All flight attendants provided statements pertinent to the event that were consistent, and their statements are included in the docket. Of the six, one of the flight attendants stated that shortly after takeoff, the captain made a PA about weather in the area, saying that he would be leaving the seat belt sign on a little longer than normal. The flight attendant further stated that the captain turned the sign off relatively soon, and all the flight attendants then got up and began cabin service. The flight attendant said she was working in first class with another flight attendant, and as they were in the galley the flight attendant with whom she had partnered commented on the rough air. The other flight attendant was delivering trays of food, and that she was delivering drinks. As she walked down the left aisle with a tray of drinks, the flight attendant said that severe turbulence hit their airplane. The seat belt sign was not on, and she said she flew up in the air, landing on her lower back and buttocks, while the drinks flew into the air. Flight attendants working in the main cabin had the food carts in the aisle at row 10, and they all fell to the ground as well. The beverage cart was then unattended and appeared as if it might fall on the passengers, so the flight attendant said she stood up and pulled the cart to the first class galley, at that time that she saw another flight attendant on the ground, with what appeared to be a broken leg. Another flight attendant attended to the injured flight attendant, while a PA was made for a doctor. The flight attendant said she then briefed the captain, and the flight readily diverted to RDU, where the injured flight attendant was taken off the aircraft by emergency medical personnel. The flight later departed for LGA, and the flight attendant said that both during the flight and later, while in her hotel room, she experiencing severe lower back pain, …shooting down to my right foot. According to the flight attendant, the accident turbulence event had been the worst she had ever experienced in her career.
A second flight attendant stated that after takeoff the seatbelt sign had remained on due to rough air in the area, and that after the sign was turned off, flight attendants began beverage service, with two flight attendants serving on the right side of the cabin, leaving the accident flight attendant and herself on the left. She had just served beverages when they first experienced very light rough air, and as she began to serve another person to the immediate left, the turbulence began again, and this time the turbulence was really rough. The flight attendant said that at that time the accident flight attendant turned and looked at her, and began to shake her head, and in less than two seconds the airplane lost altitude. The flight attendant said she braced herself in the bulk head between first class and coach, and the airplane dropped again, with the accident flight attendant falling to the floor. The flight attendant said that passengers held on to her as she hastily sat in front of them, and moments later, another flight attendant came to the bulk head to check on her and assist in taking the beverage cart to the first class cabin, at which time they noticed that a flight attendant was seriously injured.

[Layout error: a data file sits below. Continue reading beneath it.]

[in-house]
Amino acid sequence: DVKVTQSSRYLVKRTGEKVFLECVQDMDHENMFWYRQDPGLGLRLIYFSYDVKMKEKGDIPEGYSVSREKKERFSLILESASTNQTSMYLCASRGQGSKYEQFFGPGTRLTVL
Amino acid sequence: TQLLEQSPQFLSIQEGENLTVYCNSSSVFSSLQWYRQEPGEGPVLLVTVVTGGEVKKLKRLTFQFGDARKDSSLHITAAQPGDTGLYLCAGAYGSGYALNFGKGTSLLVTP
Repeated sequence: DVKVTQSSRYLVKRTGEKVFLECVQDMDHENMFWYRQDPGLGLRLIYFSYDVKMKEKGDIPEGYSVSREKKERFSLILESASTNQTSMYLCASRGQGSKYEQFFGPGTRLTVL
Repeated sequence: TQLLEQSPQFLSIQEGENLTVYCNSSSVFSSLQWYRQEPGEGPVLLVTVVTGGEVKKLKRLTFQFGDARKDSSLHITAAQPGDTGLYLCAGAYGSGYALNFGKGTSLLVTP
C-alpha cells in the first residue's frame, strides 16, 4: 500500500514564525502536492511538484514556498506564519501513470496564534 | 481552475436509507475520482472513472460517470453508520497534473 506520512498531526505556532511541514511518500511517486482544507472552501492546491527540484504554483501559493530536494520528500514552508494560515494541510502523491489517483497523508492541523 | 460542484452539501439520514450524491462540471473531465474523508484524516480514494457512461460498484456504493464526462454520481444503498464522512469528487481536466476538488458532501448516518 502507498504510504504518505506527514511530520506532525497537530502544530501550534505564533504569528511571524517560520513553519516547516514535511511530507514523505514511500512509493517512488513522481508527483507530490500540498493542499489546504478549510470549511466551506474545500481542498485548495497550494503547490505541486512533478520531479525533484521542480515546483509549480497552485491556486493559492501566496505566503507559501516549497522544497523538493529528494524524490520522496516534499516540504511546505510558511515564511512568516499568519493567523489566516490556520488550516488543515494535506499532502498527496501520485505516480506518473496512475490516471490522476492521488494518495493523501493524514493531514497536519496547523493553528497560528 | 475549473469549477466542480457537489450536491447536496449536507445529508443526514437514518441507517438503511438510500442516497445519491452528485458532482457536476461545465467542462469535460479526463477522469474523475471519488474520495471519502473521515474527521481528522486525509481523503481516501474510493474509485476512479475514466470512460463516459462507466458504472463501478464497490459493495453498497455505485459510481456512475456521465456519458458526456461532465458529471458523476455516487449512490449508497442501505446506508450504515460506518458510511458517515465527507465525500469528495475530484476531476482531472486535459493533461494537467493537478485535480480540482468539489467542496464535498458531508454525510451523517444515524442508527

The injured flight attendant stated that the seat belt sign was off, and they had positioned the beverage and snack carts to the front of the coach cabin. She further stated that she was preparing to serve from the beverage cart on the captain's side of the airplane, and that she was feeling somewhat nervous during the moments prior to our encounter with the severe turbulence. She said it was bumpy in the cabin and everything seemed unusually quiet, with her having a feeling that something just didn't feel right. She hadn't yet served any passengers, and she asked a flight attendant, "Are we supposed to be up?" Immediately after having spoken those words, she said that they encountered turbulence, and the next thing she remembered was that she was on the floor in the aisle, looking at her injured leg.
The digital flight data recorder (DFDR) was sent to the NTSB's Recorder Laboratory, Washington DC, for readout. The DFDR was examined in the recorder laboratory and all pertinent parameters provided information was consistent with a turbulence event of about 40 seconds duration having occurred. The data showed that the airplane's autopilot had been engaged, and there was a lateral acceleration during the first vertical drop, without corresponding flight or engine control input, consistent with clear air turbulence. See the NTSB DFDR Factual Report.
The NTSB conducted a meteorological study, utilizing data which included surface observations, upper air sounding data, satellite imagery, radar data, and NWS forecasts. These weather products provided information pertinent to atmospheric conditions which existed at the time of the accident, and the information was consistent with there being convective induced turbulence in the vicinity of strong to severe thunderstorms.
Of the data that was examined, visible and infrared imagery satellite data was used, and the GOES-12 satellite imagery associated with the time of the accident flight indicated a band of cumulonimbus clouds embedded in a broken to overcast cloud layer extending over the Charlotte area and preceding to the accident location. Enhanced infrared satellite imagery confirmed convective activity in the vicinity of the accident location, and cloud tops were from 41,000 to 37,000 feet.
In addition, the NWS Columbia (KCAE), South Carolina, Weather Surveillance Radar-1988, Doppler (WSR-88D) indicated a multi-cellular line of convective cells at VIP Level 5 "intense echoes" at the lower scans extending northwest through northeast of the Charlotte area during the period of the accident. At altitude, the intensity decreased to VIP Level 2 "moderate" intensity, and although less intense, were still identifiable with that of a line of convection. See the NTSB Meteorological Factual Report.